On Tuesday, a man and a woman sitting in the back of the sales room at Sotheby’s bid ferociously on a painting by Claude Monet, Meules (1890). They went back and forth with the client on the phone with Sotheby’s specialist Brooke Lampley until the price hit $97 million, at which point Lampley stopped bidding, and the work was won by the seated team, with the man on a cell phone (presumably with the client) while the woman worked the paddle. With fees, the price was $110.7 million, a record for Monet—and the first Impressionist painting to crack the $100-million mark.
Sources Artsy contacted Tuesday night said the bidders were art advisors from Germany, but it was unclear on whose behalf they were bidding. The mystery may have been solved Wednesday, when the art industry newsletter The Canvas announced it had identified the buyer as Hasso Plattner, a German software tycoon who founded SAP in 1972 and is now worth $15.5 billion, according to Forbes. It also suggested (though it could not confirm) that the work, one of Monet’s rare and coveted depictions of haystacks, may be shown at the Museum Barberini—the private museum Plattner opened in 2017 in Potsdam, Germany—in February 2020 as part of a show called “Monet: Places.”
The Canvas ensured readers that they had such highly guarded information on authority, but admitted that they were still short on details regarding the nature of the transaction. As the email stated:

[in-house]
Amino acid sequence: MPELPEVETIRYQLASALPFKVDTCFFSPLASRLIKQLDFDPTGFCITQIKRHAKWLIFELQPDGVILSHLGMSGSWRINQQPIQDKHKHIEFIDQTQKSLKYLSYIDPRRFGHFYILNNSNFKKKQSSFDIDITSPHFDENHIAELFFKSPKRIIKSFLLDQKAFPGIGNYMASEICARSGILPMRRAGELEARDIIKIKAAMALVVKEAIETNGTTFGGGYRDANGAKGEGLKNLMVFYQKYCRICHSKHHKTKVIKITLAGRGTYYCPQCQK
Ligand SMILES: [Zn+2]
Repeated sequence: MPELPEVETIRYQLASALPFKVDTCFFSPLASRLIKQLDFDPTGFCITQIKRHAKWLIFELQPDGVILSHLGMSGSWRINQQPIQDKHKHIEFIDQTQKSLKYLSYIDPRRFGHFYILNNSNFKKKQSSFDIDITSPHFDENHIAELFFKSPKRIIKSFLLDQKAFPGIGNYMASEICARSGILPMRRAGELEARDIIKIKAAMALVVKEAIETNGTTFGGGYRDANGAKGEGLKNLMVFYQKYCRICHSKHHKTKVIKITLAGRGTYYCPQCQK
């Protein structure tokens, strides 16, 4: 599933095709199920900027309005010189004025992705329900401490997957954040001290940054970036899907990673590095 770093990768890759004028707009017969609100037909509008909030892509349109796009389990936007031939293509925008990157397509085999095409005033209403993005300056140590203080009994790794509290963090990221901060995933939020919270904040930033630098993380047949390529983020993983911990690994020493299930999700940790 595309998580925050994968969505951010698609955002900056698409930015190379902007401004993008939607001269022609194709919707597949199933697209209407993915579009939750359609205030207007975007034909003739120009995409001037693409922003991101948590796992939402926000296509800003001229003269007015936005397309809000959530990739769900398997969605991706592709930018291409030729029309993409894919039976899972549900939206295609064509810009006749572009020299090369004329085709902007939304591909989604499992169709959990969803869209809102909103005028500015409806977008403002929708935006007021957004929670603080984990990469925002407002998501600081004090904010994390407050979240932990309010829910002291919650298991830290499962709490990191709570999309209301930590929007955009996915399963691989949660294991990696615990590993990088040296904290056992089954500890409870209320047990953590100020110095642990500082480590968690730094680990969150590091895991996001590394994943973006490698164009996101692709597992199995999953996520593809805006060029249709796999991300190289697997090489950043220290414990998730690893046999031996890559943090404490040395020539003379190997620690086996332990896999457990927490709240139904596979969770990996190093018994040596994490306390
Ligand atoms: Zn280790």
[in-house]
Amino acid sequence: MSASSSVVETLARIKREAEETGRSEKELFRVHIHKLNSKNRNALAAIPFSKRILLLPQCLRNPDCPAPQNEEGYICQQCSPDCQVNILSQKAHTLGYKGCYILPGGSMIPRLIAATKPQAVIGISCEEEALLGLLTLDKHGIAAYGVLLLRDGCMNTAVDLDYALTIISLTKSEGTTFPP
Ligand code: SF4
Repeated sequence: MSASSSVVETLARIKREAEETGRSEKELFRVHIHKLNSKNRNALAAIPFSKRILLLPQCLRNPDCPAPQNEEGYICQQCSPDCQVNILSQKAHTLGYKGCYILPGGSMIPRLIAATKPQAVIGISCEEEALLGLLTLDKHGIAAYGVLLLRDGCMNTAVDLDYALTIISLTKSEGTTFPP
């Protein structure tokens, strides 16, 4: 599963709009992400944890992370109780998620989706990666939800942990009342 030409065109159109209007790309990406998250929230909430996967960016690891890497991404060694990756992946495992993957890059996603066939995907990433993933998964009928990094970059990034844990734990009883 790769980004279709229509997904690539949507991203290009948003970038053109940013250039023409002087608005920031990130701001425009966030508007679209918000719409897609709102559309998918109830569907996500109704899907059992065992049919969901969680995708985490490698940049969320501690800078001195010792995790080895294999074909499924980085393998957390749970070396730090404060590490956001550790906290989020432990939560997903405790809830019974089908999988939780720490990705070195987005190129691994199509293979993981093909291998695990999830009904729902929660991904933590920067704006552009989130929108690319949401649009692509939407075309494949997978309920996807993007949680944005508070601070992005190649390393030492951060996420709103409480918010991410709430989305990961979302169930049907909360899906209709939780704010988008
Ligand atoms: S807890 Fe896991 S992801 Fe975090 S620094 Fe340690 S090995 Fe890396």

Works that sell in the nine-figure range are typically shrouded in mystery and enmeshed in a veil of opacity. While The Canvas is confident that Plattner himself was the ultimate buyer, we're uncertain as to whether he purchased the work personally, used the vehicle of his family office, or even bought the work directly through the museum (although we'd be highly surprised by the latter option). This is a developing story and there might still be a few twists and turns left before the news is ultimately revealed to the public.
Plattner, the Museum Barberini, and Sotheby’s have not yet commented.
Correction: An earlier version of this article presented the inclusion of Meules in a forthcoming Museum Barberini exhibition as a certainty, but such plans are unconfirmed. The article has been updated to reflect this.